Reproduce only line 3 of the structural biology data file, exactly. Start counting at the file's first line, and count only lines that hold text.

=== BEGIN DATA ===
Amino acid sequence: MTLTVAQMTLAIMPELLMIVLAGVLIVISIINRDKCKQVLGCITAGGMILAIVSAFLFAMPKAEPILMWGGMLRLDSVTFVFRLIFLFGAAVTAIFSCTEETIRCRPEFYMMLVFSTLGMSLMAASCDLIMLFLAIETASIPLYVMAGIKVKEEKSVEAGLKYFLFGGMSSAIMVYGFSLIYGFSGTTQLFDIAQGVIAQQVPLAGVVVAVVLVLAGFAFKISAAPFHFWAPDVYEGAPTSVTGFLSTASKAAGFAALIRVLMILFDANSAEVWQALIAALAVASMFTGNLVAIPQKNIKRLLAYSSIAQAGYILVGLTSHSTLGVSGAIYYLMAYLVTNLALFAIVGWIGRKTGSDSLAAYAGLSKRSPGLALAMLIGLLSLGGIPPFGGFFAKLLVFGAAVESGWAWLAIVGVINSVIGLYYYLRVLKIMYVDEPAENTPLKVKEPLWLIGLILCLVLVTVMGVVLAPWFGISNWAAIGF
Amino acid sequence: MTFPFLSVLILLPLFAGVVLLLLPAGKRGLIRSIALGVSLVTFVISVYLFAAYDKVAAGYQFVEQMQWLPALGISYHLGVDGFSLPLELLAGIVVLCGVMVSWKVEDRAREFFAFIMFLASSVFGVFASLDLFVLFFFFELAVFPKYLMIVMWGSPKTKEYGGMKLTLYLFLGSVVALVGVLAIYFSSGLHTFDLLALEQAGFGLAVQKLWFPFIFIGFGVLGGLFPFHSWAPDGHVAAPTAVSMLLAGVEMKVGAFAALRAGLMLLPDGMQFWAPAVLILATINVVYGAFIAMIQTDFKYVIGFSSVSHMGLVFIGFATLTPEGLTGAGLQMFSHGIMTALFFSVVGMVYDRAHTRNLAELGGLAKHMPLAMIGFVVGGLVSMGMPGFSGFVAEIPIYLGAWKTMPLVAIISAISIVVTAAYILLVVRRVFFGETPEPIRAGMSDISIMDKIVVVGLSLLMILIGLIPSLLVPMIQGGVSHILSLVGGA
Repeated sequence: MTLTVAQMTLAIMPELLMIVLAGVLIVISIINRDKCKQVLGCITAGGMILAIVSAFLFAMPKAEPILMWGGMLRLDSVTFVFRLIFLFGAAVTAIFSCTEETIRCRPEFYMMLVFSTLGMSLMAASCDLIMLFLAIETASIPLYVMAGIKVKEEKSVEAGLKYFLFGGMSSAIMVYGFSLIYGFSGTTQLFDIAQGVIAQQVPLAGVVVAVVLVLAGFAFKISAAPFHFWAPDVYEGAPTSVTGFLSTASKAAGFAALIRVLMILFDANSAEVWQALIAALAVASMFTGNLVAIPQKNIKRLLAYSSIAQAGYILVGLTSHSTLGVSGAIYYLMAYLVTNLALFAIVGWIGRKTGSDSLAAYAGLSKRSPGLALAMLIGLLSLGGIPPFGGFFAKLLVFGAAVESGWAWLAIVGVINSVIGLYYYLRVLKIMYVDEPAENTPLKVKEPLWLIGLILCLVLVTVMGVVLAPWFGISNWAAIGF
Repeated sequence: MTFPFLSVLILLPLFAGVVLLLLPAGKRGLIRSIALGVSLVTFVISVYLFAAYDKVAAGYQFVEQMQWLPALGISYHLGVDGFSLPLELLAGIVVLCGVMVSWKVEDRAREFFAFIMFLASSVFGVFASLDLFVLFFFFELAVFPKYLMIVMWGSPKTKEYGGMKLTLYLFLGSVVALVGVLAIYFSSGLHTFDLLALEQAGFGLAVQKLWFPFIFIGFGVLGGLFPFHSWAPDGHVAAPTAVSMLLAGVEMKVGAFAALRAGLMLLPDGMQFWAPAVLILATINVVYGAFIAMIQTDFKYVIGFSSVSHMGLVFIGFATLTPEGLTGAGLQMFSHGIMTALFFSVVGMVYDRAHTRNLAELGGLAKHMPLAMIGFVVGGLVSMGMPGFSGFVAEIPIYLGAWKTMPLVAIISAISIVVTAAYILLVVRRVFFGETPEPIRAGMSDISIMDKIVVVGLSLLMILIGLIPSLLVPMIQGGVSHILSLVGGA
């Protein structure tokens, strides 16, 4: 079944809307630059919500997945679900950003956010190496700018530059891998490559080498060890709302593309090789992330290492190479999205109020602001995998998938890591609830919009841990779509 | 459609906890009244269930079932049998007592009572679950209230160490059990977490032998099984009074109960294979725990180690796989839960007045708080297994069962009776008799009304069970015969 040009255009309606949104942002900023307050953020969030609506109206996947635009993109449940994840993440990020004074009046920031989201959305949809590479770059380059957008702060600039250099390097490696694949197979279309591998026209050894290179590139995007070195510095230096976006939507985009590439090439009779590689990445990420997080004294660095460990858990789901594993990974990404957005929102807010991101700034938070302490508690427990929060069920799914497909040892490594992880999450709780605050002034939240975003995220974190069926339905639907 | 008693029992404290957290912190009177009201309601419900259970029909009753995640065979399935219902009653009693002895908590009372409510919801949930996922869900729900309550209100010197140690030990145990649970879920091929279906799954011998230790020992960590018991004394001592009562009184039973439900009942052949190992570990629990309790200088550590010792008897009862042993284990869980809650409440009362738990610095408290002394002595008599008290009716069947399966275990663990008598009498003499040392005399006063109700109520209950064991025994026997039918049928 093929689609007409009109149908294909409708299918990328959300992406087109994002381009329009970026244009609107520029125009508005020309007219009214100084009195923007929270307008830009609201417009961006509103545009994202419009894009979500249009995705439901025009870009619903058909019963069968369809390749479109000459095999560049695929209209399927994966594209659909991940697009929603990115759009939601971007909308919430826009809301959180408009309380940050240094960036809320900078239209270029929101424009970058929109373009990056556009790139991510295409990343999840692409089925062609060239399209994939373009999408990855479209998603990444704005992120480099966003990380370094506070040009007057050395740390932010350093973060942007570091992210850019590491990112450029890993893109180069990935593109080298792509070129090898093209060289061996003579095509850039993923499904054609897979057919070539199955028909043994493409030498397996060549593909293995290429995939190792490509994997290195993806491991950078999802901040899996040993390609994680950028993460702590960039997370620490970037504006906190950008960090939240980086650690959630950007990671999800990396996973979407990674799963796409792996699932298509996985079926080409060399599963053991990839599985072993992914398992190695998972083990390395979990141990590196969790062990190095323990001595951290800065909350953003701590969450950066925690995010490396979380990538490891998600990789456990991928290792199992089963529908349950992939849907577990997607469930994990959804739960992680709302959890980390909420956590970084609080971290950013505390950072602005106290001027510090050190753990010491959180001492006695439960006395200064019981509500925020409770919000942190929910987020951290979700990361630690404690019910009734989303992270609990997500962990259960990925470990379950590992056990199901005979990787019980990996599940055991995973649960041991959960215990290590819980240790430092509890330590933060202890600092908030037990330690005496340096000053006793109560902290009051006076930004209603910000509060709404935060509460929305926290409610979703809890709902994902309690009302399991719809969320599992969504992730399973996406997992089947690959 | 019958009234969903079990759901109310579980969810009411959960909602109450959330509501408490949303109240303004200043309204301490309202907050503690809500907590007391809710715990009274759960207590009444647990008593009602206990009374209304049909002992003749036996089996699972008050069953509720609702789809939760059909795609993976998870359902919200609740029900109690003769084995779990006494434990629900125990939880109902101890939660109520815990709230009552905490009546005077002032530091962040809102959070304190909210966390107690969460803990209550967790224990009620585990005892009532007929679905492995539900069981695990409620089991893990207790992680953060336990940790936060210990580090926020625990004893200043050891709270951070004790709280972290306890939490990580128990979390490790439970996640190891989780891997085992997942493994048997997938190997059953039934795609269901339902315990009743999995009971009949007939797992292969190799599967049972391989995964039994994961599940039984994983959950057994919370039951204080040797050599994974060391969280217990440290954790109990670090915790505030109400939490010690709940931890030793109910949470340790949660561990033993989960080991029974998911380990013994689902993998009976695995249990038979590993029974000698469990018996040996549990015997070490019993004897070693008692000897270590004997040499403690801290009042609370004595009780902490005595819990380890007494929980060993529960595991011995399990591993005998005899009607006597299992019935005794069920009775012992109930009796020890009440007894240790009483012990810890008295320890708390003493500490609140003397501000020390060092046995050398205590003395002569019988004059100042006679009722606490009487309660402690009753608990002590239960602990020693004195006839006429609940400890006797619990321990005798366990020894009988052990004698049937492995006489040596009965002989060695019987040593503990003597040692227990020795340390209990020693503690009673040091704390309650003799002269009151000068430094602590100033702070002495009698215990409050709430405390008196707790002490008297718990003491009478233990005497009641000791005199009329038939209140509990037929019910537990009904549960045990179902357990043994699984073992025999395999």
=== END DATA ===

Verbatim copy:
Repeated sequence: MTLTVAQMTLAIMPELLMIVLAGVLIVISIINRDKCKQVLGCITAGGMILAIVSAFLFAMPKAEPILMWGGMLRLDSVTFVFRLIFLFGAAVTAIFSCTEETIRCRPEFYMMLVFSTLGMSLMAASCDLIMLFLAIETASIPLYVMAGIKVKEEKSVEAGLKYFLFGGMSSAIMVYGFSLIYGFSGTTQLFDIAQGVIAQQVPLAGVVVAVVLVLAGFAFKISAAPFHFWAPDVYEGAPTSVTGFLSTASKAAGFAALIRVLMILFDANSAEVWQALIAALAVASMFTGNLVAIPQKNIKRLLAYSSIAQAGYILVGLTSHSTLGVSGAIYYLMAYLVTNLALFAIVGWIGRKTGSDSLAAYAGLSKRSPGLALAMLIGLLSLGGIPPFGGFFAKLLVFGAAVESGWAWLAIVGVINSVIGLYYYLRVLKIMYVDEPAENTPLKVKEPLWLIGLILCLVLVTVMGVVLAPWFGISNWAAIGF